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Playing off of Commonly Addictive Traits?

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I was just wondering what you guys thought about Game Developers intentionally "playing off of" or associating their games with commonly addictive traits such as level progression, item and unit upgrading systems, currency accumulation, etc. I was wondering partially because I've been contemplating creating or sketching out the skeleton for a game that was steeped heavily in such traits, and partially because I simply wanted to know your thoughts as to which implementation methods within games (be it obvious or non-obvious) have worked the best throughout the years in the gaming industry. Also, do you see adding such traits into a game so blatantly as a sort of cop out for not implementing more innovative features? I wanted to create something that was fun to play, but not simply because it was based so obviously in something that was meant to be addicting. ABRIDGED: Do you think the implementation of addictive traits within video games is used as a cop out for not creating more innovative features or design? What do you think were the most successful examples of implementation of said traits in the gaming industry, be it modern or vintage?

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I don't think a game should be faulted for containing mechanics that are enjoyable. Innovation is nice, but sometimes you want to play something that has familiar, comfortable characteristics. Overall it's the end experience that counts.

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I just feel as though most of a general demographic (be it consumers or advertisers) would see it as main feature that though is attended to be there for gameplay longevity, as sort of taking advantage of human nature by simply applying a hook to your game that allows it to be addicting, and making money off of it. I do realize that from far away what I'm trying to say is borderline crazy, seeing as every (good) game has some sort of hook to make you play it however many times, but I'm just wondering if people would simply make a big deal out of it if I were to implement almost all well-known addictive features into one game such as:

  • Level Progression
  • Gear Advancement (Self-Explanatory)
  • Unit Advancement (Small sub-level progression for units such as rank that supply them with better weapons or other advantages in a fight)
  • Currency Accumulation (Say, everytime you kill a unit, you gain a certain amount of spendable currency that allows you to upgrade certain abilities for certain units, much as a real-time strategy game would.)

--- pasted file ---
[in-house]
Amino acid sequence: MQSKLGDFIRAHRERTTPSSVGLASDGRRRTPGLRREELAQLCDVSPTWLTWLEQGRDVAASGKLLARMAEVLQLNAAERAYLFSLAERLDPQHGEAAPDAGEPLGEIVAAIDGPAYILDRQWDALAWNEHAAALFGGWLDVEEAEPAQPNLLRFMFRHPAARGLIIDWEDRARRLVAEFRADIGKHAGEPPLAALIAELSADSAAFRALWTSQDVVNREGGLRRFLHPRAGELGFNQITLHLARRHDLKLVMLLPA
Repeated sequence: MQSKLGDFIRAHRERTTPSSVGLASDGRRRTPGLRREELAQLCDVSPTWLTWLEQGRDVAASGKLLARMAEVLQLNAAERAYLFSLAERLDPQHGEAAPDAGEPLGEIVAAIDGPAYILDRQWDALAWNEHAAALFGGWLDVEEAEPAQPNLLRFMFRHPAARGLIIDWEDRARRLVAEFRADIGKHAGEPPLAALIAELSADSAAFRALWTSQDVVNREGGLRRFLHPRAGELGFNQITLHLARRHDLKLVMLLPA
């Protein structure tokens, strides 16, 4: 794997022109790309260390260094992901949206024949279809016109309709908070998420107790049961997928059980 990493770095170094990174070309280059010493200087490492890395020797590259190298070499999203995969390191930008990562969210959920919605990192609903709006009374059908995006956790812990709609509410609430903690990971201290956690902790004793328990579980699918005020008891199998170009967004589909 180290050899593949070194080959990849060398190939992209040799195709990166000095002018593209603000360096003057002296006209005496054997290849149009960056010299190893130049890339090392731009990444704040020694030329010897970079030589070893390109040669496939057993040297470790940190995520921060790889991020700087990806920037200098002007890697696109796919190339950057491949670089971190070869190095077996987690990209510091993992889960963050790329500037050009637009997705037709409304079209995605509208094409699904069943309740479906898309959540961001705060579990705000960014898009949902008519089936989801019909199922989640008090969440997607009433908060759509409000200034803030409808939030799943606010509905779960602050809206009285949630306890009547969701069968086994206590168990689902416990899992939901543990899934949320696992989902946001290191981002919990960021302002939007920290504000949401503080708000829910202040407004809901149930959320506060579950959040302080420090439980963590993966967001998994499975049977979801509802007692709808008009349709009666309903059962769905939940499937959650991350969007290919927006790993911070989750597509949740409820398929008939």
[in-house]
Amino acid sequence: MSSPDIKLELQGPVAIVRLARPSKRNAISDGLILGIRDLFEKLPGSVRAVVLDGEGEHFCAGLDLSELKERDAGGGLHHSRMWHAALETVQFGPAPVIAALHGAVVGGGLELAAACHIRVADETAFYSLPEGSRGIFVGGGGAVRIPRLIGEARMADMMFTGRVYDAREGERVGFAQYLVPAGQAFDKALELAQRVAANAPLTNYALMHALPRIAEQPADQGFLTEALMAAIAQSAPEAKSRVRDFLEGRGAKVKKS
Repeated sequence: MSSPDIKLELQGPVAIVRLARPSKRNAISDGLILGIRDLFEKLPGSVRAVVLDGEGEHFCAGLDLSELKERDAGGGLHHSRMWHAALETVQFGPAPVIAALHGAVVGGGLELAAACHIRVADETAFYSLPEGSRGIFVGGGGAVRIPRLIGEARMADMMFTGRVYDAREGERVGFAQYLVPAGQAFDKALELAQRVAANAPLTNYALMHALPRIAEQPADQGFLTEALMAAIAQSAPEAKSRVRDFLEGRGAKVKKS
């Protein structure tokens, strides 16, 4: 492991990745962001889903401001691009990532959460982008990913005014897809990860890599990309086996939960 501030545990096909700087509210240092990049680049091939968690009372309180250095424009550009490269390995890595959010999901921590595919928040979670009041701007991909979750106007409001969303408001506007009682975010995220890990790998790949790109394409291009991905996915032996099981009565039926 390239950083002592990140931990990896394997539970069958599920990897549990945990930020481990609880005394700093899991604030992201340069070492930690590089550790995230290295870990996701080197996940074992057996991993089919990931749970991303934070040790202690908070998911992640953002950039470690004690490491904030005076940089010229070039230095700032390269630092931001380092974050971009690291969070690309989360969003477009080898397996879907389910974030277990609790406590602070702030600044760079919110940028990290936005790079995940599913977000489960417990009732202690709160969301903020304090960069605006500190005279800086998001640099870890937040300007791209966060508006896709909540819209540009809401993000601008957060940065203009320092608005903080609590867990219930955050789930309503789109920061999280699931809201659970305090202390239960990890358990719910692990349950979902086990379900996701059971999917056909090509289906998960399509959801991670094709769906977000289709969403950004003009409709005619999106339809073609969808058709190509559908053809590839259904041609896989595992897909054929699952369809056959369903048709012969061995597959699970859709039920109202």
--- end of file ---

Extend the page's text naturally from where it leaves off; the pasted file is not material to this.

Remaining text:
Or if they would simply be passive features that everyone enjoyed without questioning as to why it was there.

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I doubt anyone would even notice that it was so-called addictive, let alone criticize (although you'd probably get praise on that point if it was good, like Civilization's "just one more turn"). Everything is going to depend on how you put these elements in, and how they work with each other. You're not guaranteed to have a game people want to keep playing just because these elements exist, and even if this mix is right for some players it won't be right for others (some may consider it a hassle to upgrade everything).

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I don't think anyone would fault you by intentionally trying to make your game addictive. In fact I can pretty much guarantee you that every company out there is trying to achieve this exact goal. Trouble is, execution is everything. Level progression is only fun if the way to achieve the goal is fun. Then item accumulation and upgrade is another layer of complexity. Making it too hard to achieve items will frustrate players and too easy, will make it seem pointless. Getting everything just right is the hard part.

Some developers are given, or allow themselves the luxury of time to figure this out, while others are forced to deliver on schedule and may or may not have solved these problems.

My answer to the original question?

It's only a cop-out if YOU use it as a cop-out. There's no better way to add depth to an innovative feature than by incorporating tried and true mechanics to keep players hooked.

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I think it all depends on what kind of game you are working on and how well it meshes with the other features and gameplay.

X-Men Legends used all these things (leveing, power-up items, etc.), but it would've worked fine without it. I think it had all these things simply because it was tapping into that Gaunlet genre. But the game in itself had already moved so far away from the genre, that leveling/power-ups felt a little out of place.

What's the point of leveling up characters in a progressive-level game anyways? That's like having Mario increase in level.

Another gimmick that is addictive, but out of place if used improperly, is collecting stuff-- like Sonic collecting rings or Mario collecting coins. In those games they used these coins/rings to give extra lives to whomever grabs 100. But what's the point of having these if you have infinite continues? A lot of generic 3D platformers of the 90's had these. Annoying... as... hell.

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This topic is 3193 days old which is more than the 365 day threshold we allow for new replies. Please post a new topic.

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